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How to Replace Personal Pronouns

Instructor: Margaret Stone

Margaret has taught both college and high school English and has a master's degree in English.

Personal pronouns are great for informal writing, but when we write formal essays, we should try to avoid using the kind of conversational language that results from the words 'I' and 'you'. This lesson will demonstrate how to replace these pronouns with third person pronouns that are more appropriate for formal or academic writing.

What Are Personal Pronouns?

Pronouns are used in place of nouns, and personal pronouns refer to individuals. These pronouns change form depending on their function in a sentence.

Examples of Personal Pronouns

The personal pronouns are I, you, he, she, it, we and they. These pronouns are commonly used in conversation and in informal writing situations. Here is an example:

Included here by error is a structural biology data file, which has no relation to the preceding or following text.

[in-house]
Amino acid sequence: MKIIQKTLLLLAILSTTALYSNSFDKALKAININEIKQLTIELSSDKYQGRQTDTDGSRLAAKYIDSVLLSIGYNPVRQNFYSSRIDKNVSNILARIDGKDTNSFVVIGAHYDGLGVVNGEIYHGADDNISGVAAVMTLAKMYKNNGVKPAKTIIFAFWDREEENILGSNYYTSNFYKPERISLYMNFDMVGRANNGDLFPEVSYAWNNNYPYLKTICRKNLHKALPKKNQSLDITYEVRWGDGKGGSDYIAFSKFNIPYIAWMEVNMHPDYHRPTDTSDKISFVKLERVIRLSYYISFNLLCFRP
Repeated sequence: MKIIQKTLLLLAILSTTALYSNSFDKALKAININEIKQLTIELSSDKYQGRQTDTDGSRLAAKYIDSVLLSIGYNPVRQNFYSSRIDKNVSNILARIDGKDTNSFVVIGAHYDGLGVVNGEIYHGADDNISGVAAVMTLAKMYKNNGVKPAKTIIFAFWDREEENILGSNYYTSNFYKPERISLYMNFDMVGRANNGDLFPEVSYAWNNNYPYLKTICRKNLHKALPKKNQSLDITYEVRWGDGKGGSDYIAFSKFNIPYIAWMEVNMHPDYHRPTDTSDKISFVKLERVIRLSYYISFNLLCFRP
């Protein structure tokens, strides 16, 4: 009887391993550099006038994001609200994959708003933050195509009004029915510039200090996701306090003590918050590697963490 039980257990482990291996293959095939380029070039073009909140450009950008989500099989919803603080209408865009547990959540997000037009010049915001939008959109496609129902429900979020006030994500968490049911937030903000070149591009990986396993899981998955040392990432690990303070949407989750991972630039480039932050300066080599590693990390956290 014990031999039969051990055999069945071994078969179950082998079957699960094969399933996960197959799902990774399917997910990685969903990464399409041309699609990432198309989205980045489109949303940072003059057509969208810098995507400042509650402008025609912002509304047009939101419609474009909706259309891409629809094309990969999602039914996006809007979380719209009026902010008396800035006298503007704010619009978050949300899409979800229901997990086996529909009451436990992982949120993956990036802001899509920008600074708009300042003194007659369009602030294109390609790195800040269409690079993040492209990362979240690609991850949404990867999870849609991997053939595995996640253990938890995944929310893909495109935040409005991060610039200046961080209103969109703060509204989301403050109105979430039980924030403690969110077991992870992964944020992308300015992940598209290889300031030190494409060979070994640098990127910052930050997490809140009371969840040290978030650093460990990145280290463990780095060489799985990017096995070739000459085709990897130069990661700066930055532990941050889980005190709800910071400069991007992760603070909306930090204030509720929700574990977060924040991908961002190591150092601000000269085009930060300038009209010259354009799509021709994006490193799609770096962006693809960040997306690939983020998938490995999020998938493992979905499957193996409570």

• They told me that you wanted to see me.

First, Second, and Third Person

Pronouns

We can think of pronouns as referring to the self (I, we), to the addressee (you), and to others (he, she, it, they). Pronouns that refer to the self are first person pronouns.

Pronouns that refer to the addressee are second person pronouns, and pronouns that refer to others are third person pronouns.

Personal Pronouns in Writing

Typically, writers should avoid using conversational language in formal writing. When writers use first and second person pronouns (I and you), the writing can sound like a conversation between the reader and writer. While this effect may be appropriate--even desirable--in casual writing, conversational language is generally considered inappropriate in formal writing.

In other words, while personal pronouns are appropriate for casual notes and e-mails, more formal writing occasions call for the use of third person pronouns.

Examples

The following sentence contains personal pronouns.

  • I think you should have to attend parenting classes if you are found guilty of child abuse.

This sentence sounds like a conversation between two people, doesn't it? Its purpose is clear. The writer states a position on a controversial issue.

While this sentence would be appropriate in a conversation between friends, it would not work as well in a formal essay. The sentence sounds almost as if the writer is suggesting, with the use of the pronoun you, that the reader is guilty of child abuse.

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